When DiRT 4 released in 2017, I thought it was a great racing game that offered both simulation and arcade playstyles for different kinds of players. Though, this lack of commitment to either was ultimately a problem. As a result, I felt that it was in a crisis of identity and personality, to which it had neither. Codemasters heard these complaints, because DIRT 5 doesn’t have that problem. DIRT 5 is beaming with personality, full of off-road arcade excitement, and every location is vividly detailed, while nearly spilling mud into your lap with every turn – a game that is next-generation, top to bottom.
Windbound comes at you strong, with a striking sense of visual style that lands somewhere between Sea of Thieves and The Legend of Zelda: The Windwaker, and it seemingly deliberately dabbles with similar visual themes. Its rich, vibrant world is presented with striking colors and beautiful, fluid animation, all of which breathe extraordinary life into the lush environments and highly animated local fauna. It’s a gorgeous game to look at, and it helps set a tone early for itself as a game about discovery and wonder. The story begins with your character at sea in the middle of a violent tempest, captaining one of many small boats struggling to fight their way through the storm. Waves swell, and suddenly a massive sea creature the size of a small island breaches the surface, threatening to destroy everything around it. A gigantic tentacle raises from the depths and crashes down upon you. You awake to find yourself standing on the surface of a calm sea in the still of night, with a giant, swirling portal of light before you. What choice do you have but to step through and see what fate awaits you? You awake again, this time on a very small island in the middle of an expansive ocean. It’s daytime, the sea is calm, and you have nothing to your name except the clothes on your back and the knife in your belt.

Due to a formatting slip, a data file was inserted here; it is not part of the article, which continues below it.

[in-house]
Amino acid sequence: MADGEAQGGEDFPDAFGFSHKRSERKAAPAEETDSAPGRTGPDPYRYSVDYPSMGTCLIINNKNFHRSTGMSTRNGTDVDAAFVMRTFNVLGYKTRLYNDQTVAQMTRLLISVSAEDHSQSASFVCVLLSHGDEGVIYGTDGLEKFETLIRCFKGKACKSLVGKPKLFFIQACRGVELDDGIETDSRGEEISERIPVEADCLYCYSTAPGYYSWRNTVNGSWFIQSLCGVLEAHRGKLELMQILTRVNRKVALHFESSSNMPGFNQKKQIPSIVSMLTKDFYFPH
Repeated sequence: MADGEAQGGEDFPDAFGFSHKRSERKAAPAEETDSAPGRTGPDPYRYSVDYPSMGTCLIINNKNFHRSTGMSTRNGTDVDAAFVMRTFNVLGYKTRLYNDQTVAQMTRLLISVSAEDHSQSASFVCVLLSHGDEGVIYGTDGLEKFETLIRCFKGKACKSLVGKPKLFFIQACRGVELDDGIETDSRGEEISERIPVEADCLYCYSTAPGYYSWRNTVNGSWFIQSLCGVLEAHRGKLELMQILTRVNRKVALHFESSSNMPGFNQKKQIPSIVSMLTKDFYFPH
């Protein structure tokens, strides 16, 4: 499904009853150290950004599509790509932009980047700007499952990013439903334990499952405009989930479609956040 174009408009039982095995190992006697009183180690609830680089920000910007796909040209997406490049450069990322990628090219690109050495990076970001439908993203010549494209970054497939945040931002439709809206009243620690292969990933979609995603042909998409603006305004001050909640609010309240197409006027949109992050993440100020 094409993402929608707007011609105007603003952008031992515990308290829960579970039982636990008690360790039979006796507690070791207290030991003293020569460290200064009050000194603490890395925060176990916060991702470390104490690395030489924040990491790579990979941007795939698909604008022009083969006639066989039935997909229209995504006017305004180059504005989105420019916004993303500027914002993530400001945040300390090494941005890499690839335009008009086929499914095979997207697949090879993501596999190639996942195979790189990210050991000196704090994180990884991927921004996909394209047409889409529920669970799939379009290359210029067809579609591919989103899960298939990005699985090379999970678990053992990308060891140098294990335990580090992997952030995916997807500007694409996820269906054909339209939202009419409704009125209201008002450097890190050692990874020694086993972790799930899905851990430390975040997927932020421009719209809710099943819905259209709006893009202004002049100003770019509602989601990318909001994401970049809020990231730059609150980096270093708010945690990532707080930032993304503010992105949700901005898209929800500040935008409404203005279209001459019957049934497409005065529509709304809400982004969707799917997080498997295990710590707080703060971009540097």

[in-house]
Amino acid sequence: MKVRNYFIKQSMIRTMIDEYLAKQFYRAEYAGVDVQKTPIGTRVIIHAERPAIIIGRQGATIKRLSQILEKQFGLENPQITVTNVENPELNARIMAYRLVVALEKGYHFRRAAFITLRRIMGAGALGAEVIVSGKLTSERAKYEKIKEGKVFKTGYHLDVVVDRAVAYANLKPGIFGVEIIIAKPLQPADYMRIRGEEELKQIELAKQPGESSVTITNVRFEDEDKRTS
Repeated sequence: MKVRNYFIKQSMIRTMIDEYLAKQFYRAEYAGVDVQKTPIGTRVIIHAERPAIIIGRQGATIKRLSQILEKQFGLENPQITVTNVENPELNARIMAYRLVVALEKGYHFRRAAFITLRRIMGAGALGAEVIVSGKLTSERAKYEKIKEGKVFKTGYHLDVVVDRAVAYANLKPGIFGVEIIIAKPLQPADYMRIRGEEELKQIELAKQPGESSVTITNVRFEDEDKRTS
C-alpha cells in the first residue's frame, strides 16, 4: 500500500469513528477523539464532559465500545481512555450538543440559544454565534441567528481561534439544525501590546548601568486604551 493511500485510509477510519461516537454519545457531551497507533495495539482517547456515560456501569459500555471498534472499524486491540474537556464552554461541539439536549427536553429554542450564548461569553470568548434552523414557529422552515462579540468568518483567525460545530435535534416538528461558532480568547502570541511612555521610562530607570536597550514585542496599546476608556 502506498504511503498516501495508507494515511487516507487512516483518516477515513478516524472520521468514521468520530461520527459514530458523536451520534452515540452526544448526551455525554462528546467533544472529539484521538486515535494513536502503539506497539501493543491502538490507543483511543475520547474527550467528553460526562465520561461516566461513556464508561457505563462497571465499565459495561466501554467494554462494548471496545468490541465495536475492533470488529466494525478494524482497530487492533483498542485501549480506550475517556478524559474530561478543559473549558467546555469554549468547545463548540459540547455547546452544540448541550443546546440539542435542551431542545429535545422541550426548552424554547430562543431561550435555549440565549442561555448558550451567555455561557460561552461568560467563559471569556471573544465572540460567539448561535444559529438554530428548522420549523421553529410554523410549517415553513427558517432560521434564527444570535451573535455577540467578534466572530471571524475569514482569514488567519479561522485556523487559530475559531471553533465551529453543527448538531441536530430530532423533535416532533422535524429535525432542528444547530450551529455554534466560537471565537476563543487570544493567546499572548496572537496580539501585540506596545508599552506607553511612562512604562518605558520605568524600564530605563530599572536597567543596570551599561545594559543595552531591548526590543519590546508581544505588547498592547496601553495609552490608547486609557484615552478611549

Real-time strategy games like Company of Heroes and Dawn of War II are now considered classics, relics of the past. Iron Harvest aims to capture the mid-2000s era of RTS gaming, and mostly succeeds at that goal. It’s got a lengthy, strong campaign full of heart that offers three distinct viewpoints with focus on giant, hulking mechs that release wanton destruction. The multiplayer is lacking in a few key areas, hurting the longevity of the game for the time being. As it stands, Iron Harvest is a revitalization of the RTS genre that’s sat dormant for too long, until now.